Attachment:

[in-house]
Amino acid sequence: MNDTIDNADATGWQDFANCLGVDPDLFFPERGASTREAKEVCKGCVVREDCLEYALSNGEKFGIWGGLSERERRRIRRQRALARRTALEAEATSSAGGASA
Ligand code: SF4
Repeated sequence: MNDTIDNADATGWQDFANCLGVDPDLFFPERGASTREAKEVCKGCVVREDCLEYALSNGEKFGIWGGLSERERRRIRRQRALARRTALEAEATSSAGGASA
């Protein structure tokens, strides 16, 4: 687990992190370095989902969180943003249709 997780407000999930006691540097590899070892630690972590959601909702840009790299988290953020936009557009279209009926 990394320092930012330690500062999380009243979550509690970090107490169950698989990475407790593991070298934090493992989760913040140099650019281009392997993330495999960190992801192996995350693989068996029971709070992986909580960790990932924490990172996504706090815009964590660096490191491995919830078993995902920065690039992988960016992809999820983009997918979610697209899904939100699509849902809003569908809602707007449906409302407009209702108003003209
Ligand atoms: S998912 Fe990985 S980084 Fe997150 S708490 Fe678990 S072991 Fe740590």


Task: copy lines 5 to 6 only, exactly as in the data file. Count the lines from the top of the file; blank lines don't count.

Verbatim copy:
């Protein structure tokens, strides 16, 4: 687990992190370095989902969180943003249709 997780407000999930006691540097590899070892630690972590959601909702840009790299988290953020936009557009279209009926 990394320092930012330690500062999380009243979550509690970090107490169950698989990475407790593991070298934090493992989760913040140099650019281009392997993330495999960190992801192996995350693989068996029971709070992986909580960790990932924490990172996504706090815009964590660096490191491995919830078993995902920065690039992988960016992809999820983009997918979610697209899904939100699509849902809003569908809602707007449906409302407009209702108003003209
Ligand atoms: S998912 Fe990985 S980084 Fe997150 S708490 Fe678990 S072991 Fe740590």